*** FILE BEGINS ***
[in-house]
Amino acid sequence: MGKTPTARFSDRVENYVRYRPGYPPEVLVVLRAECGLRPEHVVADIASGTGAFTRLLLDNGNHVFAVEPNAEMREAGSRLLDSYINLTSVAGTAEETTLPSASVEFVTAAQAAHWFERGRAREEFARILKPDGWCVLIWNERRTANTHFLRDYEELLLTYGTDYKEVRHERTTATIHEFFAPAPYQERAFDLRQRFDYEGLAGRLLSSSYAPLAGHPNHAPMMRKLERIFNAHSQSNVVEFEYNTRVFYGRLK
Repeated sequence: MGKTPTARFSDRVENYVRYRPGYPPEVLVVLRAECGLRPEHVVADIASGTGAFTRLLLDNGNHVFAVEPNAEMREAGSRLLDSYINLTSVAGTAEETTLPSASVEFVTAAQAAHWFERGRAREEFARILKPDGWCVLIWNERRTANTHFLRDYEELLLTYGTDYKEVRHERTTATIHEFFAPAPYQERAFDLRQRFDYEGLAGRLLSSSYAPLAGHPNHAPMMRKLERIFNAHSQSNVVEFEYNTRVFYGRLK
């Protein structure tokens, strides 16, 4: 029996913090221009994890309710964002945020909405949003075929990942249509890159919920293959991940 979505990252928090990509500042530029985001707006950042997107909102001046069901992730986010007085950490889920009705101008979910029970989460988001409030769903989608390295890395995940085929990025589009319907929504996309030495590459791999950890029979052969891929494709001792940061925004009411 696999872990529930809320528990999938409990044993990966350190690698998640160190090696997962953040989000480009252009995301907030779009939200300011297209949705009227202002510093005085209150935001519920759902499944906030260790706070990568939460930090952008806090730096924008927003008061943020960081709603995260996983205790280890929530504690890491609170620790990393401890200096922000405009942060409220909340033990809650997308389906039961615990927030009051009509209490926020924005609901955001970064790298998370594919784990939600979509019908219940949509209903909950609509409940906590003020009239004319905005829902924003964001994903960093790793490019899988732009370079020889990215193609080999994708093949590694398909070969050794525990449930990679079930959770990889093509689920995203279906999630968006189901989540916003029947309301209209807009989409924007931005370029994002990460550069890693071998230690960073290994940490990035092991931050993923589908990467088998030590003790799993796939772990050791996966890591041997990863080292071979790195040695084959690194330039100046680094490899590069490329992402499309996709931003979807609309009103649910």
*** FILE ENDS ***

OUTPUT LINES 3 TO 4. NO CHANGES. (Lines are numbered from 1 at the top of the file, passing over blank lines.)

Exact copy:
Repeated sequence: MGKTPTARFSDRVENYVRYRPGYPPEVLVVLRAECGLRPEHVVADIASGTGAFTRLLLDNGNHVFAVEPNAEMREAGSRLLDSYINLTSVAGTAEETTLPSASVEFVTAAQAAHWFERGRAREEFARILKPDGWCVLIWNERRTANTHFLRDYEELLLTYGTDYKEVRHERTTATIHEFFAPAPYQERAFDLRQRFDYEGLAGRLLSSSYAPLAGHPNHAPMMRKLERIFNAHSQSNVVEFEYNTRVFYGRLK
């Protein structure tokens, strides 16, 4: 029996913090221009994890309710964002945020909405949003075929990942249509890159919920293959991940 979505990252928090990509500042530029985001707006950042997107909102001046069901992730986010007085950490889920009705101008979910029970989460988001409030769903989608390295890395995940085929990025589009319907929504996309030495590459791999950890029979052969891929494709001792940061925004009411 696999872990529930809320528990999938409990044993990966350190690698998640160190090696997962953040989000480009252009995301907030779009939200300011297209949705009227202002510093005085209150935001519920759902499944906030260790706070990568939460930090952008806090730096924008927003008061943020960081709603995260996983205790280890929530504690890491609170620790990393401890200096922000405009942060409220909340033990809650997308389906039961615990927030009051009509209490926020924005609901955001970064790298998370594919784990939600979509019908219940949509209903909950609509409940906590003020009239004319905005829902924003964001994903960093790793490019899988732009370079020889990215193609080999994708093949590694398909070969050794525990449930990679079930959770990889093509689920995203279906999630968006189901989540916003029947309301209209807009989409924007931005370029994002990460550069890693071998230690960073290994940490990035092991931050993923589908990467088998030590003790799993796939772990050791996966890591041997990863080292071979790195040695084959690194330039100046680094490899590069490329992402499309996709931003979807609309009103649910």